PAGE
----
:responses {200 {:description "data"}}
                          :handler (fn [req]
                                 (-> (world/get-countries env)
     ["/years" {:get {:summary "years"
                      :responses {200 {:description "data"}}
                      :handler (fn [req]
                                 (-> (world/get-years env)
     ["/metric-names" {:get {:summary "metric-names"
                             :responses {200 {:description "data"}}
                             :handler (fn [req]
                                        (-> (world/get-metric-names env)

So, you can query the actual data points by giving a metric (:series-code) and backend returns the data points for that metric. Basically, I just implemented a minimum API that is needed by the frontend to do the visualization.

Reitit library provides swagger documentation out of the box, so you can experiment with the API easily also with the browser:


API Swagger documentation.

Next, let’s move to the frontend.

Frontend - Reagent and Re-frame

I used ClojureScript, Reagent, and Re-Frame to implement the frontend. For frontend development I used shadow-cljs. Reagent provides a nice interface to React, and Re-frame is a ClojureScript framework, that uses Reagent and provides simple state management to build single-page applications using Clojurescript. All this tooling works pretty seamlessly with the Clojure backend repl so that when I refresh the Integrant state (with one hotkey, of course) the frontend also refreshes. One can get a Clojurescript repl and connect to the frontend application running inside the browser if you need it. Usually, you don’t, since there are nice tools and tricks to examine the frontend state.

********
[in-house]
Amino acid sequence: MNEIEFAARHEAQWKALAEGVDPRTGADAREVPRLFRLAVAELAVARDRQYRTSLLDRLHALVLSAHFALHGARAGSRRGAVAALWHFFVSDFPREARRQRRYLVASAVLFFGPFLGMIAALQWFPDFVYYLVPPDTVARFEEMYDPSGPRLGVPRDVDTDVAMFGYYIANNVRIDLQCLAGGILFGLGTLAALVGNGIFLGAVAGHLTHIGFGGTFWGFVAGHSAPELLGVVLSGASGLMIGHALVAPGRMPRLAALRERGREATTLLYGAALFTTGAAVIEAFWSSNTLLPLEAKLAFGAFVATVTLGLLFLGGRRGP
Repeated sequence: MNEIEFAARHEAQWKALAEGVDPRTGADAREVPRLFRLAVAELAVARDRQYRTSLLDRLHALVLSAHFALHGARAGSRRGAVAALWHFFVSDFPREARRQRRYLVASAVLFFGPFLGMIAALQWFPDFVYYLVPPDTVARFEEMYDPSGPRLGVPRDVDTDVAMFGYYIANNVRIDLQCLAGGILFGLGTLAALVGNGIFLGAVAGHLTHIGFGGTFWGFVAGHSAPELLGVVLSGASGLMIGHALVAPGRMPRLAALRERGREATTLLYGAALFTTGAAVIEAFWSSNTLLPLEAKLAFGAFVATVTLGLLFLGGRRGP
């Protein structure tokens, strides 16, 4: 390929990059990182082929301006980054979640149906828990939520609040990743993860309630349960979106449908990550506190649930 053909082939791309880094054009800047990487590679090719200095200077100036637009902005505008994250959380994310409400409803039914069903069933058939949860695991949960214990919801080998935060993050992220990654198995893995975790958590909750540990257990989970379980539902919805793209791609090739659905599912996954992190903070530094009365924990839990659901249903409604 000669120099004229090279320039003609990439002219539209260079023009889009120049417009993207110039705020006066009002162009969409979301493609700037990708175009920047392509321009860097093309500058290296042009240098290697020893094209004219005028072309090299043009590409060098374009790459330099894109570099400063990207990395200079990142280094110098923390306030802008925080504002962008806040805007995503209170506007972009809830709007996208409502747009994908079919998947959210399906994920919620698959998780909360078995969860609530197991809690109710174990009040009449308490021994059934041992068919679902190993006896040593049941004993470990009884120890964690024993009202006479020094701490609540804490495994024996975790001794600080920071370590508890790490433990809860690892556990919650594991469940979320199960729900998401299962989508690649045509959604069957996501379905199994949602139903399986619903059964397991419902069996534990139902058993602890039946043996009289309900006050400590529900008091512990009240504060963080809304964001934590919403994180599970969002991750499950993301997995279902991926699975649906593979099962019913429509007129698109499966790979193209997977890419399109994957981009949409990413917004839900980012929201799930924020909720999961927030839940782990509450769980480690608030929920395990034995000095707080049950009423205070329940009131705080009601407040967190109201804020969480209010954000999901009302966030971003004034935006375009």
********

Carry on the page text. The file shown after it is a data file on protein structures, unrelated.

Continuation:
Clojurescript frontend tools

Clojurescript frontend tools.

On the right side of the browser, you see the standard Chrome developer tools window. There you can examine the html structure, see console log, etc, nothing new for any frontend developer.

At the bottom is the Metosin reagent-dev-tools. You can subscribe all re-frame application data there and browse the data. I also implemented a simple debug panel in which I show some most important application data that I used when implementing the frontend. Btw. I really recommend using the Metosin reagent-dev-tools. E.g. I’m in a customer project in which we are implementing a rather complex Clojure full stack application and there is really complex business logic - we have various fixtures in the reagent-dev-tools which makes it a breeze to initialize the frontend and the whole application to a certain state in the middle of the business logic.

All this tooling works really nicely. I’m an old backend programmer myself, but using these tools it was quite effortless to implement this full stack application. You don’t have to be a Javascript + React guru to implement a frontend like the one in this exercise.

CSS - Bulma

I used Bulma as a CSS framework. Bulma is really great - I barely added any custom css in this application. Let’s see part of the frontend using the hiccup notation:

   [oz/vega-lite (ws-data/world-schema points selected-year selected-metric-name min max) (ws-util/vega-debug)]]
   (if country-stats
       [ selected-country-name]]
       [ "Min: " (ws-util/one-decimal (:min country-stats))]
       [ "Max: " (ws-util/one-decimal (:max country-stats))]
       [ "Mean: " (ws-util/one-decimal (:mean country-stats))]
       [ " " (ws-util/one-decimal (:standard-deviation country-stats))]]
       [oz/vega-lite (ws-data/country-year-diagram points selected-metric-name selected-country-code min max) (ws-util/vega-debug)]]]